TABLE 1______________________________________Change in the Coefficients of FrictionTreat Rate     Coefficients of Friction % ReductionExample  wt. %       Static      Dynamic______________________________________1      0.5         15.5        12.0GMO    0.5         7.0         4.0______________________________________

A 3.8L Fired Engine test measures brake specific fuel consumption (BSFC) for each sample and the results are compared to those of the unadditized engine oil used as reference.

The experiments are generally additive spike additions to the lubricating oil of the engine run at a temperature of 275 F.

The percent reduction in fuel consumption results reported in Table 2 below are percent improvement over the reference oil. The larger the percent reduction in BSFC; the more effective is the additive. Here also, GMO (glycerol monooleate) results were used as reference for comparative reasons.

              TABLE 2______________________________________Reduction in Fuel Consumption      Treat Rate               % Reduction in Fuel ConsumptionExample    wt. %    275 F.______________________________________1          1        4.22          1        4.83          1        4.1GMO        1        2.0______________________________________ *No response

As can be seen from the low velocity friction apparatus test results and also from the 3.8L Fired Engine test results, the products of this invention show exceptional friction reduction properties leading to enhanced fuel economy and better performance than the commercially available friction modifier additive, glycerol monooleate.

The products of the examples were also evaluated with respect to cleanliness during thermal decomposition using TGA (Thermogravimetric Analysis) and the results are compared to a commercially available friction modifier, glycerol monooleate (GMO) as shown in Table 3 below. Thermogravimetric analysis was performed by heating a small sample at 20 C./min. with an air flow of 100 ml/min. using a Thermogravimetric Analyzer. The percent residue remaining at 425 C. was recorded; little or no residue is desirable.

              TABLE 3______________________________________Cleanliness      Thermogravimetric AnalysisExample    % Residue @ 424 C.______________________________________1          8.52          5.03          3.3GMO        25.0______________________________________

As can be seen from the thermogravimetric analysis results in Table 3, the products of this invention show exceptionally higher cleanliness than the commercially available friction modifier, GMO. The N-alkylmethylcarbamates of Examples 1 and 2 and The N-alkyl(2-hydroxy propyl)carbamate of Example 3 are superior to GMO in cleanliness.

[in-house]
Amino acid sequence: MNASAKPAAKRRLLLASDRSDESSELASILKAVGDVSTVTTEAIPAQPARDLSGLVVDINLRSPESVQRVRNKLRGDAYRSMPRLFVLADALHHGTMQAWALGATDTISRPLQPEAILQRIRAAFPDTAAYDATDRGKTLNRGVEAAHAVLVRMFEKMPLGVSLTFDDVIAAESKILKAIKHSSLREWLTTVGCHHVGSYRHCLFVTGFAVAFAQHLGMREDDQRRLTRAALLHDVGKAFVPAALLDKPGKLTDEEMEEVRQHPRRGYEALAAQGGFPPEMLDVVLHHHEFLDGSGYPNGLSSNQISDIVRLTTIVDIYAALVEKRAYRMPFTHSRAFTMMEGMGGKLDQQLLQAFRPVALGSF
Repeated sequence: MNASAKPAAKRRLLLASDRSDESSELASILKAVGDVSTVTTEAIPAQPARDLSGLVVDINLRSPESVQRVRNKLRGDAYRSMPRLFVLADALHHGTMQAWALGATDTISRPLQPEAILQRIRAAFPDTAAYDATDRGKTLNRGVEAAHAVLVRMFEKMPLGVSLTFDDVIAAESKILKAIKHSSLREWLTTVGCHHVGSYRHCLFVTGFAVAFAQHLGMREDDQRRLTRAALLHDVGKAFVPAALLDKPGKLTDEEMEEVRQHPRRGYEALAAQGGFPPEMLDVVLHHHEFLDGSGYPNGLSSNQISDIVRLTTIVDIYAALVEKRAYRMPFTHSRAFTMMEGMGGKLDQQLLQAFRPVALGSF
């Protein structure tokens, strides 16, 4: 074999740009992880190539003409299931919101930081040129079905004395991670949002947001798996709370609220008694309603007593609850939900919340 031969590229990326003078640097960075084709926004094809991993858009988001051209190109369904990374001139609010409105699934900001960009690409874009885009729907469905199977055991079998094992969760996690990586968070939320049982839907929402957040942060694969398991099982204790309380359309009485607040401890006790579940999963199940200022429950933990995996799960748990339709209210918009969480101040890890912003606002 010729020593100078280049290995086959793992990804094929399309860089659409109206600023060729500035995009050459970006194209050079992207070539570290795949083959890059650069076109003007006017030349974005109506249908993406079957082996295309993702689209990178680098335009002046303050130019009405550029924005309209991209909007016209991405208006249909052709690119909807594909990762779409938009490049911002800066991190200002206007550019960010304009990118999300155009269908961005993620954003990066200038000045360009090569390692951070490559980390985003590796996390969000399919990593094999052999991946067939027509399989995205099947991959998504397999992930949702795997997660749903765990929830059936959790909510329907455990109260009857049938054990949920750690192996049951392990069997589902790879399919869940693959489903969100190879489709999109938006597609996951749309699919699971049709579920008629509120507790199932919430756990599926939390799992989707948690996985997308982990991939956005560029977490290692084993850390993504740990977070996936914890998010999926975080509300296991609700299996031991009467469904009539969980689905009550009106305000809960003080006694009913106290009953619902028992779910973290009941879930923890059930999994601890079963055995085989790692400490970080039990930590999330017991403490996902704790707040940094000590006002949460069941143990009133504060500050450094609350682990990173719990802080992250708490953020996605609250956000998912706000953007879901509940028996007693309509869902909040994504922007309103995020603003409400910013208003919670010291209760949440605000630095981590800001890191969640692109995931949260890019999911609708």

The results of the LVFA and TGA shown in the above Tables show the superiority of the products of the present invention over the glycerol monooleate as friction reducers as well as in the cleanliness of decomposition. It is also believed that the additional groups on the amides such as hydroxyl, amino, imino and alkoxy contributes to better surface activity in synergy with the amide function.

EXAMPLE 4

Using the reaction product of Example 2, the following fuel additive concentrate formulations are prepared.

______________________________________        A    B      C      D    E    F______________________________________FormulationComponent (Wt. % Range)          15.0   14.88  22.7 19.46                                  29.7 10.0Example 2 reaction productDetergentMannich-base condensation                 30.12  47.3      40.3 45.0product (Ethyl 4961M)Polyisobutylene amine          30.0               40.54(Pluradyne AP-92M)SolventIsopropanol    18.33  18.33  10.0 13.3 10.0 8.0Xylene         36.67  36.67  20.0 26.67                                  20.0 37.0______________________________________
EXAMPLE 5

Using the reaction product of Example 3, the following fuel additive concentrate formulations are prepared:

______________________________________        A    B      C      D    E    F______________________________________FormulationComponent (Wt. % Range)          15.0   14.88  22.7 19.46                                  29.7 10.0Example 2 reaction productDetergentMannich-base condensation                 30.12  47.3      40.3 45.0product (Ethyl 4961M)Polyisobutylene amine          30.0               40.54(Pluradyne AP-92M)SolventIsopropanol    18.33  18.33  10.0 13.3 10.0 8.0Xylene         36.67  36.67  20.0 26.67                                  20.0 37.0______________________________________

The invention having now been fully described, it should be understood that it may be embodied in other specific forms or variations without departing from its spirit or essential characteristics. Accordingly, the embodiments described above are to be considered in all respects as illustrative and not restrictive, the scope of the invention being indicated by the appended claims rather than by the foregoing description, and all changes which come within the meaning and range of equivalency of the claims are intended to be embraced therein.

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Referenced by
Citing PatentFiling datePublication dateApplicantTitle
US5962379 *Oct 5, 1998Oct 5, 1999Mobil Oil CorporationFriction reducing additives for fuels and lubricants
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US20100160198 *Dec 18, 2008Jun 24, 2010Chevron Oronite Company LlcFriction modifiers and/or wear inhibitors derived from hydrocarbyl amines and cyclic carbonates
Legal Events
DateCodeEventDescription
Apr 18, 1997ASAssignment
Owner name: MOBIL OIL CORPORATION, VIRGINIA
Free format text: ASSIGNMENT OF ASSIGNORS INTEREST;ASSIGNORS:CAREY, JAMES THOMAS;OUMAR-MAHAMAT, HALOU;REEL/FRAME:009555/0119;SIGNING DATES FROM 19970311 TO 19970331
Jul 1, 2002FPAYFee payment
Year of fee payment: 4